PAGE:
We’re incredibly lucky in Yorkshire to have a venue like the venerable Leeds Town Hall that attracts many of the world’s finest artists.

On December 21, when many of us were beginning to tire of the festive build-up (which commenced on August Bank Holiday), two linchpins of the UK’s creative community joined forces in Leeds to offer a unique and special antidote to the worry of sourcing that perfect gift for Granny: the premiere of The Emily Brontë Song Cycle.

The Unthanks don’t require any introduction. Although you may be forgiven for labelling them as one of the most important folk bands of our time, their diverse collaborations with the likes of Orbital, Maxine Peake (as part of Northern Soul Award-winning Hull’s 2017 City of Culture celebrations), Kathryn Tickell and Sting mark them out as much, much more. Sisters Rachel and Becky from the band can also be seen presenting fascinating insights into our cultural heritage on BBC Four.

Emily Brontë celebrates her bicentenary this year and, as part of the five-year Brontë 200 celebrations, the Brontë Society approached The Unthanks to reimagine some of Emily’s poetry, much of which is less familiar than her magnum opus Wuthering Heights.

Yorkshireman Adrian McNally, who with Rachel and Becky is the third of the vertices that form the heart of The Unthanks project, was perhaps tasked with the greatest challenge to bring Brontë’s poetry to life in song. In collaboration with the team at the parsonage, he spent time immersed in the environment that was home to the Brontë family. Access to Emily’s piano, still in its original position, has undoubtedly added a further layer of emotion to an already supremely moving and poignant piece of work.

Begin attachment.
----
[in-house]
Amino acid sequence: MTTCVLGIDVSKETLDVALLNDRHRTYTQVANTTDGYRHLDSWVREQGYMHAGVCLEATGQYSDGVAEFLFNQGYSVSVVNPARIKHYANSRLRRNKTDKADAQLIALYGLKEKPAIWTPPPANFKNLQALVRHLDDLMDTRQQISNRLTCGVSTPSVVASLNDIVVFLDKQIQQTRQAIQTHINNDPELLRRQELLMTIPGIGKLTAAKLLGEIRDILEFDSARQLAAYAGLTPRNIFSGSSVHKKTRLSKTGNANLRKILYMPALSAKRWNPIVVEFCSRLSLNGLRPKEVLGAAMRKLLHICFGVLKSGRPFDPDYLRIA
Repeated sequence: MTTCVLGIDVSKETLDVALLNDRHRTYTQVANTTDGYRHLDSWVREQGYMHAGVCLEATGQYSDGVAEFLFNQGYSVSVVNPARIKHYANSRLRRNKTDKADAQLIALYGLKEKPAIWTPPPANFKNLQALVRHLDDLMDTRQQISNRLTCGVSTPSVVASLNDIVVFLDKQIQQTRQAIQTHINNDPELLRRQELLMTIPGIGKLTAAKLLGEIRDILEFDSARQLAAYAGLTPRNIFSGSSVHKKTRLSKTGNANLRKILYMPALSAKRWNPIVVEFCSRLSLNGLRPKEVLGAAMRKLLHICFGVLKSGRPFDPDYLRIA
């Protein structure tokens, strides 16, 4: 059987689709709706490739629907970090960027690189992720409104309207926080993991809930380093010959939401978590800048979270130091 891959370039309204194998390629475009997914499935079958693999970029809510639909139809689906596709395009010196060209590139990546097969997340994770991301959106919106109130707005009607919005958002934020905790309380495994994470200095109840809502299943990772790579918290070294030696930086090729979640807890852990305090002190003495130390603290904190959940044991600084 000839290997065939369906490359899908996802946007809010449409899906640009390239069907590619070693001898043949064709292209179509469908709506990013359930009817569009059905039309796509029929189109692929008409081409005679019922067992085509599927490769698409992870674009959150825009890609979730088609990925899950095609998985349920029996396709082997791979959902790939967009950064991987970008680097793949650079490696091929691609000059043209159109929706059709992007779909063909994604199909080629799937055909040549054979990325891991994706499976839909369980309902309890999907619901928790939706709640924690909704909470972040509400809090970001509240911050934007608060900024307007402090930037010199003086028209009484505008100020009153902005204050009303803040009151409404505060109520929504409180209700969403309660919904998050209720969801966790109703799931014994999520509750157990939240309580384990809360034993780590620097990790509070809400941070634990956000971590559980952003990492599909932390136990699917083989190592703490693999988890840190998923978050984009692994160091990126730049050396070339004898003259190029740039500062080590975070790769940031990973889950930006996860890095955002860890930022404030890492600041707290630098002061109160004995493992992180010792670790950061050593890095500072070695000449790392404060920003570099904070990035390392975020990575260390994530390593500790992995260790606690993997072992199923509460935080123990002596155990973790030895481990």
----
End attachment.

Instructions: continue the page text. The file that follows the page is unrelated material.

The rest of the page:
So, to the event itself. At this juncture I must declare my bias. My introduction to the sumptuous work of The Unthanks came many years ago when I first heard their recording of The Testimony of Patience Kershaw. Their own website succinctly encapsulates why I and many others are drawn to their music. “There is a socially conscious heart to much of The Unthanks’ work. The Unthanks see folk music less as a style of music and more as an oral history that offers perspective on our own time.” 

An opening piece of audio instantly transports the audience to 19th century Haworth. Rooks wheeling overhead, the slam of the parsonage front door and the sound of hurried footsteps to the backdrop of a ticking clock that Reverend Brontë no doubt inspected daily for its accuracy.

What followed was an atmospheric and haunting musical re-working of some of Emily’s poetry, hand-picked by The Unthanks. The melancholic theme of much of Emily’s work dovetailed perfectly with the ‘other-worldly’ vocals of Rachel and Becky. The sound created by the two, with Adrian at piano, bored into the soul. It’s not too much of a stretch of the imagination to say that as She Dried Her Tears and They Did Smile drifted across the heads of those assembled, Emily’s ghost was sitting, quietly approving, in a corner of the Town Hall.

After the eloquent and moving interpretations of Emily’s work came words from another powerful young woman from the 19th century: Patience Kershaw. Her story is of child labour in a Halifax Pit. The song, originally penned by Frank Higgins in the 1960s, is now a much-loved Unthanks staple. “Even if a story is dated, perhaps about an industry or community which died years ago, or a war long forgotten, doesn’t the past help us to understand the context and perspective of our own lives better?”. I think so.

The final song of the evening was an unaccompanied Tar Barrel in Dale. The song was written by Rachel and Becky’s dad in celebration of a Northumbrian New Year tradition. The chorus, sung by everyone in the hall, made for a wonderful end to an exceptionally special evening.

By Colin Petch